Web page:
Meanwhile, at the prestigious Dorchester Collection, the emphasis is on artificial intelligence (AI). It has been working with AI for two years through the development of a tool to pull all feedback from review sites together. The tool can read 7,000 reviews in less than a minute and understands human traits like sarcasm and humour.

According to vice president of people and organisation development Eugenio Pirri: “It has helped us to focus. We have gone leaps and bounds in engagement scores as we are concentrating on what matters to customers. We employed people going through these reviews, taking days and days – in some cases we have now gone from four days to three minutes to get the same data.

“We have ended up keeping these people but using them differently, using a different part of their strengths and talents.”

Pirri confirms Dorchester Collection will not use customer-fronting robots, as they do not fit the brand. But HIS is so confident of its approach that it opened a second robot-staffed hotel, near Tokyo Disneyland in March, with new assistant Tapia replacing Tulip, and is opening a third in Aichi-ken this summer. Sawada has confirmed plans to open 100 hotels in the next five years, including overseas.

There is clearly still some way to go before robots can completely replace human employees in hospitality and before humans will accept their use. But consider how far artificial intelligence has come in the two years since Henn-na Hotel launched.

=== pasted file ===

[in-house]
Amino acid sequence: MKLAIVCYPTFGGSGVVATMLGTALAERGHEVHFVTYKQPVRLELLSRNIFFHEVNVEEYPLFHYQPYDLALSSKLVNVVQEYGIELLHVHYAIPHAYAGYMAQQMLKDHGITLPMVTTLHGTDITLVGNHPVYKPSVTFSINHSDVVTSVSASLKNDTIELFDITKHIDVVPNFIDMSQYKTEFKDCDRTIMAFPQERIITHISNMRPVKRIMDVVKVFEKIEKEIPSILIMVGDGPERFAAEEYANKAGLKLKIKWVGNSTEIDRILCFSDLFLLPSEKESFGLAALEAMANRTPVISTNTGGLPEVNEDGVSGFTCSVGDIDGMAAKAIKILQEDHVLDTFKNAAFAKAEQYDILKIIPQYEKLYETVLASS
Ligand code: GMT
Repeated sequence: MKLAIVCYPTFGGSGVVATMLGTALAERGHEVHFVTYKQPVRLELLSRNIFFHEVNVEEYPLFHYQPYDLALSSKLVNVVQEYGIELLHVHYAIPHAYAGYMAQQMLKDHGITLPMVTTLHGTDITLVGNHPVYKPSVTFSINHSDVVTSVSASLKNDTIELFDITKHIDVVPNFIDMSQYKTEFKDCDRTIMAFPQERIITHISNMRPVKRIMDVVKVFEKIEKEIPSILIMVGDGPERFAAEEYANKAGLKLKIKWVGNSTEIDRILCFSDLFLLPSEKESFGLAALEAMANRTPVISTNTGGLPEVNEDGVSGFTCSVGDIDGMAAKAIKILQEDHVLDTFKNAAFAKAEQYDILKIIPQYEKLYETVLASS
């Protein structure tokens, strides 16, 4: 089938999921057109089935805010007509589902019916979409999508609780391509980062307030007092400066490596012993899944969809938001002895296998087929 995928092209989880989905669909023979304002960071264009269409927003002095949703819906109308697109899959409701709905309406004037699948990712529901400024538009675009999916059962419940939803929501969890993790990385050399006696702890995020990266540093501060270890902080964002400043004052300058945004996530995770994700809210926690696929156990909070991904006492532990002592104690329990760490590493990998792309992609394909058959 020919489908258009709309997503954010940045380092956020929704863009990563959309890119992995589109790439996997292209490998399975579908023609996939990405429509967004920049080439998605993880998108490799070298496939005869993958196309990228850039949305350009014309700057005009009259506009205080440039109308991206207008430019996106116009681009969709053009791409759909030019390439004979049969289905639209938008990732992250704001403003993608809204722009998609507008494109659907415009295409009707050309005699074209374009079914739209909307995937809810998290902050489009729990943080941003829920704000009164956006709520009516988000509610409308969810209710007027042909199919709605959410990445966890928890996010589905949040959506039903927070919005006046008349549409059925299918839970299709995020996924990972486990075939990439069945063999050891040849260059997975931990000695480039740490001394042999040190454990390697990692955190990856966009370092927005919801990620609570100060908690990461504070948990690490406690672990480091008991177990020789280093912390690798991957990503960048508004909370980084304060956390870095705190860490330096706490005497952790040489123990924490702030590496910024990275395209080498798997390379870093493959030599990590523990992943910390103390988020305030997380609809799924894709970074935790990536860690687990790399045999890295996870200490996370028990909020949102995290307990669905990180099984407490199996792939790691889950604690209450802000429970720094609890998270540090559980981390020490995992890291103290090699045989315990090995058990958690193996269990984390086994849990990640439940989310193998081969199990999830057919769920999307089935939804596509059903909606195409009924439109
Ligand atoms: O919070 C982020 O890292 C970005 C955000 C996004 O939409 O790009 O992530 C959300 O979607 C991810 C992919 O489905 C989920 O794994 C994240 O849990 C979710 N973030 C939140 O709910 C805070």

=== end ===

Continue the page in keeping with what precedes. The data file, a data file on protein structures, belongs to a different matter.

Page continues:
Also consider the value proposition: if costs are kept low and location, comfort, safety and assistance where needed are assured, why wouldn’t we see more such models in the future? It was not that long ago that customers had to speak to a person to order a pizza or to check in for a flight. It is now generally accepted that robots can play assistive functions, working with humans, in some people-focused sectors, such as hospitality, care and education.

Two years on, Henn-na Hotel may have its detractors and the experience is not for everyone. But, as with all business, it is about extracting the best value – for the business and the customer. Some customers will be happy with speed, low cost and a somewhat stark guest experience.

Employing robots, not people, is one approach to improving efficiency in a sector facing increasing global competition. To (mis)quote one of the big screen's best loved robots, Star War's C3PO, human-cyborg relations: "What could possibly have come over Master Luke? Is it something I did? He never expressed any unhappiness with my work. For I need neither a holiday, nor do I complain.”

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It is now generally accepted that robots can play assistive functions, working with humans, in some people-focused sectors, such as hospitality, care and education